Afghan transfer deal wasn't perfect: Bill Graham

Former Liberal defence minister Bill Graham says an Afghan detainee-transfer deal signed on his watch wasn't perfect but was the best Canada could do at the time.
Bill Graham told a parliamentary committee Wednesday that a 2005 agreement on detainee transfers he oversaw as then defence minister wasn't without its shortcomings. ((Jonathan Hayward/Canadian Press))

Former Liberal defence minister Bill Graham says an Afghan detainee-transfer deal signed on his watch wasn't perfect but was the best Canada could do at the time.

Graham told a parliamentary committee Wednesday that the 2005 agreement signed by Gen. Rick Hillier, then chief of defence staff, wasn't without its shortcomings.

Perhaps the deal's biggest weakness was the lack of a provision for monitoring Canadian-captured prisoners once they had been turned over to Afghan authorities, Graham said.

A subsequent deal, signed by the Conservative government in the spring of 2007, included measures for Canadian officials to keep tabs on detainees, such as allowing them into Afghan jails.

"In the end, the agreement wasn't perfect," Graham said of the first deal. "No agreement is."

Graham was defence minister from 2004 to 2006 and foreign minister from 2002 to 2004.


Replay the CBC's live blog during Bill Graham's testimony.

He told a special House of Commons committee on the Afghan mission he would have preferred another NATO country run the jails instead of the Afghans.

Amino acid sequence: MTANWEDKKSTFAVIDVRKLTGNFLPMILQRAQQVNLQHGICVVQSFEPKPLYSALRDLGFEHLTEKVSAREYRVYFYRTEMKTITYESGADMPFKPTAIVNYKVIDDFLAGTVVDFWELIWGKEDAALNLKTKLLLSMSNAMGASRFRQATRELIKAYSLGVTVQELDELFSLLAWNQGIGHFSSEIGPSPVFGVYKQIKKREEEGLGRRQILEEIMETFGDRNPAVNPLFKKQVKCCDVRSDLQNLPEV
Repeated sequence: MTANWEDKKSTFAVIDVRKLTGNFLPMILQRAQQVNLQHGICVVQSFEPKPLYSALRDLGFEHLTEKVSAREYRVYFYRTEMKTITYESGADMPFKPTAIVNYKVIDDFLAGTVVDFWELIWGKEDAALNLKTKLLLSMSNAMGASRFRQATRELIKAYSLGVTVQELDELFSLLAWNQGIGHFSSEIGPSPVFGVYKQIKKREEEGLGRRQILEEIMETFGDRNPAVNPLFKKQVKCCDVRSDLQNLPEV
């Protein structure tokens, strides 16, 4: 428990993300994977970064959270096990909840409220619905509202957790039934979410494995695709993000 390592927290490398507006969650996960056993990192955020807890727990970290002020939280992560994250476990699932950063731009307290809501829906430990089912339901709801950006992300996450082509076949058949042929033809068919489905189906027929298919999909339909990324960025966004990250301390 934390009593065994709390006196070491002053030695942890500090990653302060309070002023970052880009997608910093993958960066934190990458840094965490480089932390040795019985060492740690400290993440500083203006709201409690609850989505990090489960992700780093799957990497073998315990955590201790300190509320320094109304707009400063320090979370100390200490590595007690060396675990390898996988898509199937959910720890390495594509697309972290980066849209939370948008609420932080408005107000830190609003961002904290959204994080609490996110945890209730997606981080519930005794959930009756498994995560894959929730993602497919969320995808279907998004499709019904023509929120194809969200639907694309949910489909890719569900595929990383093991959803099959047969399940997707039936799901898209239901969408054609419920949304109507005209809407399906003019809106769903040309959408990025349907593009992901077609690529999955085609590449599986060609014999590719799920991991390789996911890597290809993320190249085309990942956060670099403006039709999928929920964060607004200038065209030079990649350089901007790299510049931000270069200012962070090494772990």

Nevertheless, Canada opted to hand over prisoners captured on the battlefield to Afghan authorities.

Graham said Canada is responsible for the treatment of detainees once they are turned over to Afghans — but only to a point.

"That responsibility was not absolute," he said. "You can't be responsible for what you don't know about. It's not an absolute responsibility."

Graham said he had no reason to think prisoners faced abuse by local authorities.

Interpreter's claims countered

Also Wednesday, a former adviser to Canada's military commander in Afghanistan denied shocking claims about a prisoner transfer made by an Afghan interpreter before the parliamentary committee last month.

Ed Jager told a military police inquiry that translator Ahmadshah Malgarai's controversial account of a detainee handover at Kandahar Airfield isn't true.

Malgarai told the committee that an officer with Afghanistan's National Directorate of Security (NDS) put a pistol on a table during a transfer and told Jager to kill the prisoner rather than hand him over.

Malgarai also said the same Afghan officer made veiled threats around Jager, saying when a prisoner about to be turned over to the NDS "gets to my room, he will speak." Jager says neither episode actually happened.

"I can say so categorically," he said. "And I do."

Jager worked for the Foreign Affairs Department as a political adviser to Brig.-Gen. Guy Laroche, the commander of Task Force Kandahar, from August 2007 until May 2008.